Company: Accenture North America
Duration: 4 hours
Company: J.P. Morgan
Duration: 5 hours
Company: Cognizant USA
Duration: 5-6 hours
Duration: 5-6 hours
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Some places are better than others when it comes to starting a career as a producer. The best states for people in this position are Nevada, California, Connecticut, and New York. Producers make the most in Nevada with an average salary of $99,614. Whereas in California and Connecticut, they would average $99,201 and $95,447, respectively. While producers would only make an average of $94,925 in New York, you would still make more there than in the rest of the country. We determined these as the best states based on job availability and pay. By finding the median salary, cost of living, and using the Bureau of Labor Statistics' Location Quotient, we narrowed down our list of states to these four.
1. New York
We've made finding a great employer to work for easy by doing the hard work for you. We looked into employers that employ producers and discovered their number of producer opportunities and average salary. Through our research, we concluded that CBS was the best, especially with an average salary of $118,506. Farmers Insurance Group follows up with an average salary of $84,901, and then comes CNN with an average of $80,846. In addition, we know most people would rather work from home. So instead of having to change careers, we identified the best employers for remote work as a producer. The employers include Activision Blizzard, Atlassian, and Randstad North America, Inc.
|Rank||Company||Average Salary||Hourly Rate||Job Openings|
|6||The Walt Disney Company||$111,149||$53.44||22|
A producer is a music industry professional who is the creative leader of a recording session or album, while an engineer is someone who uses their technical knowledge to bring the producer's vision to life.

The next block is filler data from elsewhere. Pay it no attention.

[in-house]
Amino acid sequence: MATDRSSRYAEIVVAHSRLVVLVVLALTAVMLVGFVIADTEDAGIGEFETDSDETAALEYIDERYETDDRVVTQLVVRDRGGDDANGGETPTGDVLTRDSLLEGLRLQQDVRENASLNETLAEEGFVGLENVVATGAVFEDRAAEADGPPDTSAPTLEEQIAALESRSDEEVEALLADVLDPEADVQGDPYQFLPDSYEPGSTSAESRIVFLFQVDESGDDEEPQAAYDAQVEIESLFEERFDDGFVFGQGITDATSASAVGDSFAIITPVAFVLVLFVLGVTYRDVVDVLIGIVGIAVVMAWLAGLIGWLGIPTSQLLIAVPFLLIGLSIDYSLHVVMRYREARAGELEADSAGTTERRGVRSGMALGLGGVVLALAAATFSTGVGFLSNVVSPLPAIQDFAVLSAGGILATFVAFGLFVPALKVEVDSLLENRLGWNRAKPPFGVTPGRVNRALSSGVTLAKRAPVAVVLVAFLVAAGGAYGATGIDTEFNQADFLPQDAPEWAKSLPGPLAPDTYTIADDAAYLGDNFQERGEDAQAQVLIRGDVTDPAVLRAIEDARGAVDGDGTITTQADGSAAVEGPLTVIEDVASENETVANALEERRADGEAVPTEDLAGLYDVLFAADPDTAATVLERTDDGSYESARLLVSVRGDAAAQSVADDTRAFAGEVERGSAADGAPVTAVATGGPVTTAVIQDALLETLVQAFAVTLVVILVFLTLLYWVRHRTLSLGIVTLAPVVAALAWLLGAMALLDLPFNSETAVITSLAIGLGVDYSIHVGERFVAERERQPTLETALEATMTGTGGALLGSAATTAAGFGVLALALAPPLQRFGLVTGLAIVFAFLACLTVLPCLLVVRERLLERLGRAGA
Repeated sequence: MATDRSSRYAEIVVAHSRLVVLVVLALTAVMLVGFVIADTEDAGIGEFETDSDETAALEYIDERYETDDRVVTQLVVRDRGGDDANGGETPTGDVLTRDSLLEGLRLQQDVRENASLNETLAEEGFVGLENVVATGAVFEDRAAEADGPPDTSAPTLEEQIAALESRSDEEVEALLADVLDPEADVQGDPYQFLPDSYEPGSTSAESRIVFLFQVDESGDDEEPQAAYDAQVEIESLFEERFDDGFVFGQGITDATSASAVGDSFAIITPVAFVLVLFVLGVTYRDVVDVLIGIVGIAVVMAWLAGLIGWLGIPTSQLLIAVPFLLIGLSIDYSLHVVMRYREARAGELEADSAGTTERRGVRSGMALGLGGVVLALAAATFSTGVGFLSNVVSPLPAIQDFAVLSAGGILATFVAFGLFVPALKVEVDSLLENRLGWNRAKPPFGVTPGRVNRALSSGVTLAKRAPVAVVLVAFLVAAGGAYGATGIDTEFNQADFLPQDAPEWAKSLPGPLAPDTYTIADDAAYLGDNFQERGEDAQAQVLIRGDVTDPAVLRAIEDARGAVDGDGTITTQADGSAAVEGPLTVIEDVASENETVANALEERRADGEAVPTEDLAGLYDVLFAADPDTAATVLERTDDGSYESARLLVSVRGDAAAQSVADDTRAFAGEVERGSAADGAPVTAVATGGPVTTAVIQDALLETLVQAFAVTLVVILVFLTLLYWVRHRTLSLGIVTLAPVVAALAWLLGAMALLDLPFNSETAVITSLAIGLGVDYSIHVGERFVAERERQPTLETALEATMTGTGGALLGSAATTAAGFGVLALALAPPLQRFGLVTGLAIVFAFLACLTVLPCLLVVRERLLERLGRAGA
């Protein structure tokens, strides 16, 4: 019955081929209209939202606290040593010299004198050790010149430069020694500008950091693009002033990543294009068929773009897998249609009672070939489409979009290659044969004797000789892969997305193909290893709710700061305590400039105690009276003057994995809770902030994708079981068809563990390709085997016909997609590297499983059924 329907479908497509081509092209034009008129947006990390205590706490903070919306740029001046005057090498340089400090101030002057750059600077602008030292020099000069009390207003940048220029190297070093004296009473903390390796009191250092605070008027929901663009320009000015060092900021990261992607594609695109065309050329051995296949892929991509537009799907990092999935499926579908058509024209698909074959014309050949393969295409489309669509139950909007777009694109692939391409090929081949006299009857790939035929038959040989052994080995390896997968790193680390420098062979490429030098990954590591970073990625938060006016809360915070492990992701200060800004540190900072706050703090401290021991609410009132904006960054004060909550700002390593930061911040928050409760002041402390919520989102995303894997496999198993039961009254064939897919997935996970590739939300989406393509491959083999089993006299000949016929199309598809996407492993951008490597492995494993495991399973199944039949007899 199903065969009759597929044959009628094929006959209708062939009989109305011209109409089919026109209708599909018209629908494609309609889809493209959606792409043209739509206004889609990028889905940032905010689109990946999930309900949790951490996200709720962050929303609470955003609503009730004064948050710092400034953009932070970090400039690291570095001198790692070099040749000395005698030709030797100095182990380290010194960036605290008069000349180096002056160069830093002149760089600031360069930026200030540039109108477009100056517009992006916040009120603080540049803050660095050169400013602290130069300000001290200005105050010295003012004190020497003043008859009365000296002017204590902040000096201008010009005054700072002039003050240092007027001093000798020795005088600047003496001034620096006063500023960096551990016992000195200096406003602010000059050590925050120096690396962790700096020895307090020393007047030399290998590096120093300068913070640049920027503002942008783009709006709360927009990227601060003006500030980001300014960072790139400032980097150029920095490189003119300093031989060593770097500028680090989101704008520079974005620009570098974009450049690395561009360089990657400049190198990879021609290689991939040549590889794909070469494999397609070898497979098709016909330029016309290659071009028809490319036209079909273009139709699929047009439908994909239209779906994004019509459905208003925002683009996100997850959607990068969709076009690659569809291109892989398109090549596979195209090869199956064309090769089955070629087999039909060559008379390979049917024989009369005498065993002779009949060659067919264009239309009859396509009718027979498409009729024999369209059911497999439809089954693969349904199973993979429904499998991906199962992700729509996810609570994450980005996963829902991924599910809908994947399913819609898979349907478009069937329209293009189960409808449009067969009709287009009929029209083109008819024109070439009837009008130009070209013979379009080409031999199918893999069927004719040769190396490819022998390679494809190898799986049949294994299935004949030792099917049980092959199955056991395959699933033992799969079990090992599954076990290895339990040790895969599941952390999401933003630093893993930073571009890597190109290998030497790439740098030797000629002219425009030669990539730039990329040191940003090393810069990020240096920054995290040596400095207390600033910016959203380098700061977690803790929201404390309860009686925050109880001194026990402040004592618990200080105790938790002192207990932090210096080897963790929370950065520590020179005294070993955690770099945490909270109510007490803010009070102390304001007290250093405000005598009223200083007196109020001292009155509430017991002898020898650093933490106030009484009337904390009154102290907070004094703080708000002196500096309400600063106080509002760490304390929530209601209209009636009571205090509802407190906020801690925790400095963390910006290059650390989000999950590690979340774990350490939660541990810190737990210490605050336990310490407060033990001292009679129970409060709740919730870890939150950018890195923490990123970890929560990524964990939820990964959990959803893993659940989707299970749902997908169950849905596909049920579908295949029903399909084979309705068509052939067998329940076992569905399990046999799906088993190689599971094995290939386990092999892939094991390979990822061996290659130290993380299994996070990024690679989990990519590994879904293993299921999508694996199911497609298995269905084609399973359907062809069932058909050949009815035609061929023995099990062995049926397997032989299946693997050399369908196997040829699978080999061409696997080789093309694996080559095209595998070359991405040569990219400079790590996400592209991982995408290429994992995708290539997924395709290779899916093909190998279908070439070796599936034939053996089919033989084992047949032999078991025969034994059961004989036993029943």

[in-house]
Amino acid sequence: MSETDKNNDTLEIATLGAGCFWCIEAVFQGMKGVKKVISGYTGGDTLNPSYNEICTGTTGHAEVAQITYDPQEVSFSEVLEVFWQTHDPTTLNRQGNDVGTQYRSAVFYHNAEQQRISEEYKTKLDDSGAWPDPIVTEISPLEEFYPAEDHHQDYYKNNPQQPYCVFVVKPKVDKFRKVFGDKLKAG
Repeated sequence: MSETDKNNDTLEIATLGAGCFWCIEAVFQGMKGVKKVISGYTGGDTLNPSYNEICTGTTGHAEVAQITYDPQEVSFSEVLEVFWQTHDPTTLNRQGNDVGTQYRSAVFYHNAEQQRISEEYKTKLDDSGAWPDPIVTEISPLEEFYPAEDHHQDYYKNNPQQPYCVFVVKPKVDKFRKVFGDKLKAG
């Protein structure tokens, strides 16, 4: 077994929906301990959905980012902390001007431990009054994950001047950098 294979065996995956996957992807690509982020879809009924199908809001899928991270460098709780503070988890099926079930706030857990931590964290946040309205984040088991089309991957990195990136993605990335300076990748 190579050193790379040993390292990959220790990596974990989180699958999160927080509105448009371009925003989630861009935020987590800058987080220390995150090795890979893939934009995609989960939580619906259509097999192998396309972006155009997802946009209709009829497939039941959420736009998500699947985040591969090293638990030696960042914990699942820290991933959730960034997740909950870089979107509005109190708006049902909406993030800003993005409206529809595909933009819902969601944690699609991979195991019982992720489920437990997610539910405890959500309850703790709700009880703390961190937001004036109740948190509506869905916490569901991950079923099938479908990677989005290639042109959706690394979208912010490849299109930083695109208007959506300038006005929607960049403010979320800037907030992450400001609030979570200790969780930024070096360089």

Yes, it's hard to be a producer. Being a producer is both incredibly hard and incredibly easy. There are many different types of producers, and each one has its own hurdles.
A producer is the person who heads up or assists with the production of a film, TV show, or other types of entertainment. Depending on the nature of the position, a producer may help a screenwriter develop a script, find financing, hire the crew, or be involved with all of these aspects of content creation.
A producer is an entertainment professional that supplies money and/or organizes a team or crew for a film, TV, or theater project, while a director is someone who executes their own creative vision for a film, TV, or theater project.
A producer in science is someone who oversees science projects usually related to multimedia scenarios. A producer in science, for example, may be responsible for the editorial, production and financial management of a portfolio of Science programmes.
The difference between an executive producer and a producer is that an executive producer is at the top of the producer hierarchy. An executive producer works closely with other kinds of producers, but their job descriptions differ.
The job of a producer is to manage the key elements of the project.
Producers select scripts, hire and approve actors and directors, create budgets, secure financing, arrange rehearsals, and set contracts with other personnel.